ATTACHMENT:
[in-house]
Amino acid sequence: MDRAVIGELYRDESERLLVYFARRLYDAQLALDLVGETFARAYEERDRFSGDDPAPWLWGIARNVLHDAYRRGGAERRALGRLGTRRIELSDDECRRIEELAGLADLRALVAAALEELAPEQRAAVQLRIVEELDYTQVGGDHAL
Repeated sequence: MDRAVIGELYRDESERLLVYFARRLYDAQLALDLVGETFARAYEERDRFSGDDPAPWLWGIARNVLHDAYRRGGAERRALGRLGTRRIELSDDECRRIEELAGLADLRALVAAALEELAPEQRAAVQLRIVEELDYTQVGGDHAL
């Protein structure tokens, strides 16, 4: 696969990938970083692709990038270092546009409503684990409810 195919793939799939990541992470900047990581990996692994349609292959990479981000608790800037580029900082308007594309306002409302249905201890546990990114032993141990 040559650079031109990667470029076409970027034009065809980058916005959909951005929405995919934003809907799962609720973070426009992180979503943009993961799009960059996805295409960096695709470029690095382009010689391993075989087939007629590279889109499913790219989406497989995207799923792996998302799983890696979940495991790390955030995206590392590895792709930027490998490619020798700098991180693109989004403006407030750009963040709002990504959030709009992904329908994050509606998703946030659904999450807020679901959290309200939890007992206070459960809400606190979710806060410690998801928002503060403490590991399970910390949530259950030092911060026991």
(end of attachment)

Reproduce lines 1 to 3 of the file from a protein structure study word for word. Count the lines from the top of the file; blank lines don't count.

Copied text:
[in-house]
Amino acid sequence: MDRAVIGELYRDESERLLVYFARRLYDAQLALDLVGETFARAYEERDRFSGDDPAPWLWGIARNVLHDAYRRGGAERRALGRLGTRRIELSDDECRRIEELAGLADLRALVAAALEELAPEQRAAVQLRIVEELDYTQVGGDHAL
Repeated sequence: MDRAVIGELYRDESERLLVYFARRLYDAQLALDLVGETFARAYEERDRFSGDDPAPWLWGIARNVLHDAYRRGGAERRALGRLGTRRIELSDDECRRIEELAGLADLRALVAAALEELAPEQRAAVQLRIVEELDYTQVGGDHAL